Transferring Visual Studio Projects to MinGW-w64 

As penetration testers and red team operators, we often find ourselves conducting engagements from Linux-based operating systems. This preference is partly due to the compatibility of many offensive security tools with Linux-based environments. Whether you prefer Windows, Linux, or MacOS for your engagements, it would be convenient to perform all activities on one machine without the need to switch between operating systems.

If you’re familiar with Microsoft’s Visual Studio, you understand the frustration of this scenario. Penetration testers often encounter this issue. A significant portion of proof-of-concept exploits and post-exploitation toolsets are developed as Visual Studio projects, structured with a .sln project solution file.

Migrating these projects to a Linux host isn’t as straightforward as pulling the repository from GitHub and compiling. By default, Visual Studio C/C++ projects rely on the Microsoft Visual C++ (MSVC) compiler, which isn’t directly compatible with Linux.  

The immediate solutions typically involve: 

    • Starting a Windows VM to compile the binary and transferring it back to the Linux host. 
    • Porting the project to compile with a C/C++ compiler that is compatible with Linux and supports cross-compilation. 

    This blog will focus on how to achieve the former using Mingw-w64, a development environment for creating Windows applications on Linux. 

    Directory Structures 

    Visual Studio  

    Consider the HellsGate project, a C implementation of the Hell’s Gate technique for dynamically resolving system calls on a Windows machine. This proof-of-concept was created to invoke direct syscalls without relying on static elements, primarily as an evasion technique.

    This blog post is not about evasion, so we will not discuss why or what this project is used for. However, the relevant information is that it’s a Visual Studio project intended for compilation on Linux. Here is the file structure of the project:  

    Figure 1 Visual Studio project structure 

    The project includes: 

      • Header file 
      • C source code file 
      • MASM assembly file 

      Since we aim to convert this project solution to compile it on a Linux host, we need to determine how and where the files should be structured. 

      Mingw-w64 

      Mingw-w64 is a fork of the original MinGW (Minimalist GNU for Windows) project, which aimed to provide a development toolchain for compiling native Windows applications using the GNU Compiler Collection (GCC). It has become the compiler of choice for many penetration testers and red teamers due to its ability to cross-compile Windows binaries on Linux.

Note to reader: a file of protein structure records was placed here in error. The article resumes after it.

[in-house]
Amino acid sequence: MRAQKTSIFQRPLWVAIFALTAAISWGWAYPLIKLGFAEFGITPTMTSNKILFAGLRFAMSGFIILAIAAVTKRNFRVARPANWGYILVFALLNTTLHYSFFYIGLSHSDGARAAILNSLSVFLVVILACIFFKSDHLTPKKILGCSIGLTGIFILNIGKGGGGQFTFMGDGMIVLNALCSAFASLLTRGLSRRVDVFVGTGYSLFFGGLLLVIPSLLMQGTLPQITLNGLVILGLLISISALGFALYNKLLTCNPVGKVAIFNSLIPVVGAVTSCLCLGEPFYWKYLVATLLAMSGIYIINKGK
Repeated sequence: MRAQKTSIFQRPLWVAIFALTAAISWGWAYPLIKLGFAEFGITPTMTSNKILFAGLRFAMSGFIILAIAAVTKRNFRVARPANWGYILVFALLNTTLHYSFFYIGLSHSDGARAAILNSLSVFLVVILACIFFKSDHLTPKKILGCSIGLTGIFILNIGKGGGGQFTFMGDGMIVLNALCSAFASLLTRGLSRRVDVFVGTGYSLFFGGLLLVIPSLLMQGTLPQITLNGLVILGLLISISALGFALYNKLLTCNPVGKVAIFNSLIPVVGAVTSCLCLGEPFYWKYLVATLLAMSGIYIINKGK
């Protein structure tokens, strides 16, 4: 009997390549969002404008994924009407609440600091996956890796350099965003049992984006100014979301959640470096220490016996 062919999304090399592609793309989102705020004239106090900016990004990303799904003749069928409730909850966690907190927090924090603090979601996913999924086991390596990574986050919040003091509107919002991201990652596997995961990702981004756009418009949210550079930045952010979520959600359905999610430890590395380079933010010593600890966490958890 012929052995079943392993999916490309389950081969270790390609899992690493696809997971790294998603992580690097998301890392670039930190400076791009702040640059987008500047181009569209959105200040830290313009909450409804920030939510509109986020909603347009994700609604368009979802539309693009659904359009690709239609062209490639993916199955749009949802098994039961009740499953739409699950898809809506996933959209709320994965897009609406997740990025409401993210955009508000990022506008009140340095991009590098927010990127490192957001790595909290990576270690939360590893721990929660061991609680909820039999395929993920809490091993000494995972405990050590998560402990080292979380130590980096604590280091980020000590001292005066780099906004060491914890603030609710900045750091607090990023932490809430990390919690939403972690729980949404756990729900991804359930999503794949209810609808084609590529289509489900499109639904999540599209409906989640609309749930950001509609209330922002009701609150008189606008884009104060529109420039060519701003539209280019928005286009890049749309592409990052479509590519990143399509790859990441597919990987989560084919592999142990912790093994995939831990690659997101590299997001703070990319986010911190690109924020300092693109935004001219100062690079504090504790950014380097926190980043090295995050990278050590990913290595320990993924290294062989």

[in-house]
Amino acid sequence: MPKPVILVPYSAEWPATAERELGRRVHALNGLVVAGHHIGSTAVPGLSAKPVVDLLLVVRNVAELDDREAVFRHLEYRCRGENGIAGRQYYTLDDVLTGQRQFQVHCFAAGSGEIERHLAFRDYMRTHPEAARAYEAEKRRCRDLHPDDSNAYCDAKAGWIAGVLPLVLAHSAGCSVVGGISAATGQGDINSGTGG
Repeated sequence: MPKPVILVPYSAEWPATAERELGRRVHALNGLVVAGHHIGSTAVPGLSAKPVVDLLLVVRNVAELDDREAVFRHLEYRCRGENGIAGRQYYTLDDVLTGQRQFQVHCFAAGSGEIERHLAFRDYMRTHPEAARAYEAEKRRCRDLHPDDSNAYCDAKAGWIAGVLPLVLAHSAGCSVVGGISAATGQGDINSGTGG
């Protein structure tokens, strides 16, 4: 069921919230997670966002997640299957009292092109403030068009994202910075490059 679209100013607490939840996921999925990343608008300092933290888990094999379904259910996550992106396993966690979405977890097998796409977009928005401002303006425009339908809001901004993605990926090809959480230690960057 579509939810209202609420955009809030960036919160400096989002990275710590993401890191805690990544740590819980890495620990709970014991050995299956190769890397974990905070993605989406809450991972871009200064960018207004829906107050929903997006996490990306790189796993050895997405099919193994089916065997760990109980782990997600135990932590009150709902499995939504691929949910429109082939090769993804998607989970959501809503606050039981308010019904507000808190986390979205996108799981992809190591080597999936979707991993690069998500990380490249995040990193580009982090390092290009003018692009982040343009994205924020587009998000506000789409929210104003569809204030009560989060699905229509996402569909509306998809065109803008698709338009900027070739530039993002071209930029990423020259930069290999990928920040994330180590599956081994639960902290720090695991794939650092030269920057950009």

Here is an example of how a basic Windows project could be structured for Mingw: 

      Figure 2 Mingw project structure 

      Using Mingw-w64, we can compile a project into an x86_64 Windows PE executable. Note that “-I” is used to include the directory ‘Include,’ which contains a custom header file. 

      x86_64-w64-mingw32-gcc Src/main.c -o main.exe -IInclude 

      MakeFile 

      As our project grows in complexity, such as needing to link external libraries and modify compiler optimizations, creating a Makefile becomes necessary. A Makefile is used by the make command to compile targeted builds. The file can be used to compile projects with almost any compiler for almost any operating system.

      This implementation of a Makefile might not be the absolute best, but it keeps things simple and works for us. There are a few key components of our Makefile: 

       • Compiler selection 

       • Compiler flags 

       • Linker flags 

       • Custom variables 

      We can create a simple Makefile to compile our example executable using an organized approach. 

      				
      					CC = x86_64-w64-mingw32-gcc 
      
      CFLAGS = -Wall 
      
      all: main.exe 
      
      main.exe: Src/main.c 
          $(CC) -o $@ $^ $(CFLAGS) 
      
      clean: 
          rm -f main.exe 
      				
      			
      • CC is set to x86_64-w64-mingw32-gcc, which is the cross-compiler for Windows targeting x86_64 architecture
      • CFLAGS can be adjusted to include any necessary compiler flags 
      • -Wall a compiler flag that enables warning messages 
      • all is the default target that builds your program. It depends on main.exe 
      • main.exe is the output file which will be a PE Windows executable x86_64  
      • -o $@ refers to the target of the rule, will get replaced with -o main.exe 
      • $^ refers to all prerequisites of the rule, will get replaced with Src/main.c 
      • clean is a target to remove the generated executable 

      Running make will trigger the default target (all) compilation process and build the executable defined. 

      Including Headers